While some tutors engage with students through simple questions/answers, and more traditional assessments, it is also possible to create tutoring/feedback that is incorporated into interactive and immersive computer-based environments. In many cases to create ITS instruction, a course instructor will need to know the subject that they want to teach, have an established videogame or virtual environment, and will need to be adept at computer programming in order to successfully design the tutor. If the instructor does not have the computer programming expertise to integrate their environment, then they will need a computer programmer to do the initial integration, which could be costly. Therefore, creating an adaptive tutor with immersive content could be cost prohibitive, and difficult.
3.2 The Generalized Intelligent Framework for Tutoring (GIFT)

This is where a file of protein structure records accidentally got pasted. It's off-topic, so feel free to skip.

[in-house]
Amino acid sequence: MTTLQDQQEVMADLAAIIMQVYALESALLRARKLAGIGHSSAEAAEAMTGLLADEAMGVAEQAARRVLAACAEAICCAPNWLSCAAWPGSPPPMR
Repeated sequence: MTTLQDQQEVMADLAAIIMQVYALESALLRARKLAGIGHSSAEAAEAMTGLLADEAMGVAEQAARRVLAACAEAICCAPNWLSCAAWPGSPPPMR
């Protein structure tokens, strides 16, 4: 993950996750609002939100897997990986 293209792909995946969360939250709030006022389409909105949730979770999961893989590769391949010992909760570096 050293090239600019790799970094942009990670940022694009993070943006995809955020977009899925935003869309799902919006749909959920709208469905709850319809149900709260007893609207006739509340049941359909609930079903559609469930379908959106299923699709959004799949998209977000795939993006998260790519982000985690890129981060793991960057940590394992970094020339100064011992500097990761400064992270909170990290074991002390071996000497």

Many of the challenges of creating adaptive tutoring can be lessened by using a domain-independent framework that is designed for reusability. The Generalized Intelligent Framework for Tutoring (GIFT) is a free, open-source, domain independent framework for creating ITS that has been developed in order to increase the usability of ITS components, reduce the expertise level needed to author an ITS, and reduce the time it takes to create an ITS . GIFT can be used by instructors and subject matter experts (SMEs) to author adaptive tutoring. At the current time, GIFT is available in two forms: downloadable (from https://www.gifttutoring.org) and cloud based (GIFT Virtual Open Campus, https://cloud.gifttutoring.org). Adaptive tutoring can be created with both versions, and student data can be extracted by instructors in order to monitor a student’s learning and progress.